The Arenillas Ecological Reserve is located in the southwestern coastal region of Ecuador in the province of El Oro. The closest major city is Huaquillas, a border city with Peru. The reserve is home to both tropical dry forest and mangrove forests. The reserve has more than 17,000 hectares, making it one of the most important remnants of dry habitat vegetation on the Ecuadorian coast.
In the past, this area was part of the military reserve, and to conserve dry and semi-arid environments, it was officially declared an ecological reserve in 2001 (creation began in 1971). The Reserve is part of the National System of Protected Areas of Ecuador and since 2012 it was declared an Ecological Reserve, under the jurisdiction of the Ministry of Environment.
The Arenillas Ecological Reserve consists of a flat typography and has mangroves that surround it. The reserve has access to the Zarumilla and Arenillas rivers and is crossed by the Arenillas – Huaquillas highway.
The interesting thing about the Arenillas Ecological Reserve is that its dry ecosystem uses a survival strategy similar to that used by other ecosystems in countries with a very cold Winter. Trees lose its leaves during the dry season, when the heat is intense to prevent what little water there is from evaporating through the leaves. Examples of tree species that use this technique are guayacanes, ceibo and palo santo.
To visit the reserve you do not need to make a reservation or have to pay an entrance fee. The reserve is open from Monday to Sunday from 8:00 AM to 4:00 PM.
How to get to the Arenillas Ecological Reserve?
From Guayaquil: Drive along the Vía a Machala for 186 km, from there go to Sta. Rosa for 26 km and continue until you reach the city of Arenillas for 21 km, from there continue via Huaquillas until you reach the sign for the Arenillas Ecological Reserve.
From Arenillas/Huaquillas: Drive along the Arenillas – Huaquillas road until you find the entrance sign to the protected area. Turn at the sign and go ahead 4 kilometers to reach the park’s visitor center.
What kind of fauna and flora are found in the Arenillas Ecological Reserve?
There are 178 plant species recorded, of which only 76 are native, 10 were introduced and 25 are endemic to the region. Among them are the ficus, guayacanes, ceibos, and orchids.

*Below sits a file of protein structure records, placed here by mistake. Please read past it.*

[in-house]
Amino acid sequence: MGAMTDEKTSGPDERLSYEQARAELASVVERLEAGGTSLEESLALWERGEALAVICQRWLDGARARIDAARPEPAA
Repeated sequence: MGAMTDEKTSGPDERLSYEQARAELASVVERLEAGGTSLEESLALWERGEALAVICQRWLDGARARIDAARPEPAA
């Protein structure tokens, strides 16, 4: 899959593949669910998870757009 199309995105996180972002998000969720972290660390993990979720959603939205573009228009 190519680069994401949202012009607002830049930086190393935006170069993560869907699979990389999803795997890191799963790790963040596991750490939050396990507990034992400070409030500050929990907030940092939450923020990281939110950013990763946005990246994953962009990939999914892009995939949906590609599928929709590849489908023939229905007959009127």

The Reserve is home to 231 registered species of fauna; of which 153 are birds. Of these birds, 35% are endemic to the reserve. Here you can see the Macareño Slate Anambé Parakeet and the Blackish-headed Spinetail.
There are 31 types mammals which include coastal fox, the anteater, the nine-banded armadillo, the Robinson mouse possum, the Pacific spiny rat, the jaguarundi, the Tayra, the fishing bat, the vampire bat, crab-eating raccoon, Pacific brown bat, Ecuadorian little yellow bat, western round-eared bat, and white-naped squirrel.
There are also 13 of these species of reptiles, 9 species of amphibians, 12 species of fish and 13 species of macroinvertebrates.
What activities can you do in the Arenillas Ecological Reserve?
There are a limited number of things to do in the Arenillas Ecological Reserve including photography, walk the jungle and go for a bicycle ride.
Is it possible to camp in the Arenillas Ecological Reserve?
You can camp for free with your own camping equipment at the Arenillas Ecological Reserve, which requires registering before 3:00 PM. The park ranger will provide you with all the necessary information, such as the place assigned to make fires and set up your tent.
What to do in the Arenillas Ecological Reserve?
The reserve has an interpretation center and two trails that are used for hiking or biking. The facilities have a parking area, benches, Wi-Fi, a campsite, water and electricity.
The first trail is called “El Venado”, which is a 1.6 kilometer circuit through the tropical dry forest. Here you can observe the vegetation of the area and hopefully spot wildlife.
Distance: 1.6 KM | Difficulty: Easy
The second path is the “Squirrel”, my favorite. This last trail takes you along a 3.5 kilometer route also through the dry forest and you pass two bridges; one of wood and another hanging bridge. With luck you can find wildlife and enjoy the vegetation of the place.
Distance: 3.5 KM | Difficulty: Medium
During the flowering season of the Guayacanes or the Bototillo, the dry forest turns yellow for a week. This natural event takes place during the first rains of the winter season that normally occur between the months of December to January. Another interesting natural event is the flowering of the Fernán Sanchez that turns the forest with different shades of pink and brown.
What to pack to visit the Arenillas Ecological Reserve?
- Light and long-sleeve clothing
- Comfortable closed shoes
- Hat or cap